- Confirmed the value of effective leadership:People need to believe in the leader, the leadership team, and the strategy forward. Leadership credibility is no longer derived from one's role or title. Rather, one's ability to articulate a compelling vision, align a blended workforce with a mission, create an environment of absolute trust, and enable access to FoW tools has become paramount. The best leaders will model the behaviors they expect, building trust and alignment among ever increasing numbers of boundaryless teams.
- Positioned data as king:Having accurate data to conduct appropriate analyses, produce reliable findings, and make sound projections and decisions is paramount.We don't have to look further than the dubious Coronavirus data reported by China to demonstrate the potential catastrophic impact of misinformation.Sadly, it appears that our leaders in Washington D.C. were initially conducting statistical modeling exercises and making infection and mortality projections with data that, by all accounts, were misleading at best and wholly inaccurate at worst.In most businesses, the stakes are not quite as high, nonetheless, the point should not be lost.Many organizations are already using AI, big data and machine learning in a significant way, and many more will begin to experiment.Organizations are accelerating their search for data scientists, machine learning experts, statisticians, and the like. These same organizations understand that these approaches are only as good as the veracity of the seemingly unending stream of data becoming available.
- Created expectation of continuous, real time communication:With an increase in data and information has come the need for its swift movement though a company's various systems, business processes, and decision-making channels.What is at stake is the efficient and effective design, development and delivery of products, services, and experiences for customers, employees, and others. Seemingly, every stakeholder now has an expectation of real time access to information, data, documents, etc., and the expectation of being able to view, edit, co-create, analyze, forward, present, and discuss with others. The mind-shift toward ever increasing levels of accessibility and transparency within and across organizational walls and external stakeholder groups appears to be real. And, with the employment of FoW tools and technologies, it is likely this trend will only become more pronounced.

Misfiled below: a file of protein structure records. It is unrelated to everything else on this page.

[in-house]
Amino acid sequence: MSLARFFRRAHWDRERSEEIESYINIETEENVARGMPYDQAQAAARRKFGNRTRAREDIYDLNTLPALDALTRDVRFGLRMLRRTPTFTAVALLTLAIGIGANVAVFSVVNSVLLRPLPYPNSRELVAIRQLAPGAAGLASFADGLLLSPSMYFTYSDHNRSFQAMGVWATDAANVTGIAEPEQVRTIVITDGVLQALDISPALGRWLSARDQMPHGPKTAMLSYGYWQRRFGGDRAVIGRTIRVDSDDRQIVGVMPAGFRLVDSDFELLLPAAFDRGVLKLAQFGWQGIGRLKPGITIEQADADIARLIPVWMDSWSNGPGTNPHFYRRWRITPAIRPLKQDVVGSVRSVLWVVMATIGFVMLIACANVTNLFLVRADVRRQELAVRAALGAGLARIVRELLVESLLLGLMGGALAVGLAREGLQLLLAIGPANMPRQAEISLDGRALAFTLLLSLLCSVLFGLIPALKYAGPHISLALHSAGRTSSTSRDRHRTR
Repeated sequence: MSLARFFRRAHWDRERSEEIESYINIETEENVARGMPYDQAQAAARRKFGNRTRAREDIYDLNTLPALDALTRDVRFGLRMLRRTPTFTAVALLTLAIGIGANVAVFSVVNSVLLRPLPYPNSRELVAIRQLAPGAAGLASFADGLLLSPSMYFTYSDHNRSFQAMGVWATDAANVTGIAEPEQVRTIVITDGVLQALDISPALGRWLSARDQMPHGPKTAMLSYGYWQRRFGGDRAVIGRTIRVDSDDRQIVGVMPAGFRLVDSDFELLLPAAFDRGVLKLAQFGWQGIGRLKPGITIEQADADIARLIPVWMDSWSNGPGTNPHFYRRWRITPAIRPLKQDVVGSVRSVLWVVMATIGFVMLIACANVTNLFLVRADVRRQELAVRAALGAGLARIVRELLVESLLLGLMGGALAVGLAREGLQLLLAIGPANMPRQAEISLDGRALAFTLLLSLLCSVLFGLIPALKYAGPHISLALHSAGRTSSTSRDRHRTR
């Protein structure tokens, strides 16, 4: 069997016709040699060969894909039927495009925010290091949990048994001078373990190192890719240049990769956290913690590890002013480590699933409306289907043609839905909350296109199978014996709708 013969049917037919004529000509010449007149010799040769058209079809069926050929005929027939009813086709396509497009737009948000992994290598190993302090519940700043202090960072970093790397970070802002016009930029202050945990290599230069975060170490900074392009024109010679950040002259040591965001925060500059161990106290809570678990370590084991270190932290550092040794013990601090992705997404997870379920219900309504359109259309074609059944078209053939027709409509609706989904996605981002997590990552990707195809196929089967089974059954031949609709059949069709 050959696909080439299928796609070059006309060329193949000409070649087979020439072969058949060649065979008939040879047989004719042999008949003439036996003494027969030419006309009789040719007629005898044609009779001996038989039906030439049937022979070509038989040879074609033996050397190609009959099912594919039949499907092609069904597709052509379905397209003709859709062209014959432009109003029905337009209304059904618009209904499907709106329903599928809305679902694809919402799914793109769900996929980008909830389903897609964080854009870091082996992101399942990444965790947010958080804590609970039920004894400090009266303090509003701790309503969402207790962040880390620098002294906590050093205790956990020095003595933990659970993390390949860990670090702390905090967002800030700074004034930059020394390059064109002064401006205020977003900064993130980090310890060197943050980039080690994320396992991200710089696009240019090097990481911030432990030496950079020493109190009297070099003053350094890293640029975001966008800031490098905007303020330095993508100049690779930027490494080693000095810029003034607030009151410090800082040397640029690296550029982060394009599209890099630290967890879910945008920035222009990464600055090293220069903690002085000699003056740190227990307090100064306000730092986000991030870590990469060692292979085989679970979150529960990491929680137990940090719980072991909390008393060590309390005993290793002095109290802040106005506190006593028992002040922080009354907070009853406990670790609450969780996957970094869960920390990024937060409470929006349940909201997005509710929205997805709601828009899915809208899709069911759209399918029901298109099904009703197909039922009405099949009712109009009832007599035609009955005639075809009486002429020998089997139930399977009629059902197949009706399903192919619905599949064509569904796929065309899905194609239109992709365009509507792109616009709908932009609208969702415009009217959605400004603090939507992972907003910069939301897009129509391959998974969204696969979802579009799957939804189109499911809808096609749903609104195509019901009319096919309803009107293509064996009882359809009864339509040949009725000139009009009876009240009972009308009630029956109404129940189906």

- Prompted an examination of value:The current crisis has brought into sharp focus what we view as essential and non-essential 'work'. As a society, we looked across our national landscape and decided what 'work' needs to continue to ensure we avoid the entire collapse of our economy. The exercise determined which industries, businesses, type of work, should remain at full strength, scale back, or shut down completely. This type of analysis has merit for organizations emerging from the pandemic. It is easy to imagine this exercise playing out at a company. From organizational strategy being revisited (e.g., products and/or services produced and delivered; markets to penetrate) to business processes being re-engineered (non-value added steps eliminated; FoW technology introduced), the examination of 'value' - regarding the type of work, the way it gets done, and by whom (e.g., full time, freelancers) is surely to take place.
By Dr. Michael Warech, Founder & CEO of Warech Associates, LLC, creator of the online FoW Audit™ (FoWA), tool providing critical data needed to move forward to outpace the competition.
FoW is the path to enable business strategy and provide for better customer experiences, a more compelling employee experience, drive innovation, improve productivity, and create greater overall business value. To do this, it is imperative to understand where you currently are in your digitalization transformation journey, identify where you want to go, and determine the steps necessary to achieve the level of transformation you seek. If you believe your organization can benefit from a formal FoW strategy and road map please reach out.
The FoWA™ contains 30 items reflecting three dimensions: Strategy; Tools and Technologies; and, People. Feedback from respondents is used to calculate an overall index of preparedness in addressing the challenges and opportunities of the new world of work.
Strategy: To what extent has the organization developed enterprise strategies or plans to address the impact of future of work technologies (e.g., AI, predictive analyses, gig platforms) on the organization's business model, strategy, and operations?
Tools & Technologies: To what extent has the organization adopted digital applications (e.g., Slack, Microsoft Teams, Trello) to empower employees, foster knowledge sharing, provide feedback, and manage projects across a blended workforce?
People: To what extent has the organization ensured employees leverage Future of Work technologies and tools (e.g., automation, AI) without fear of making themselves obsolete?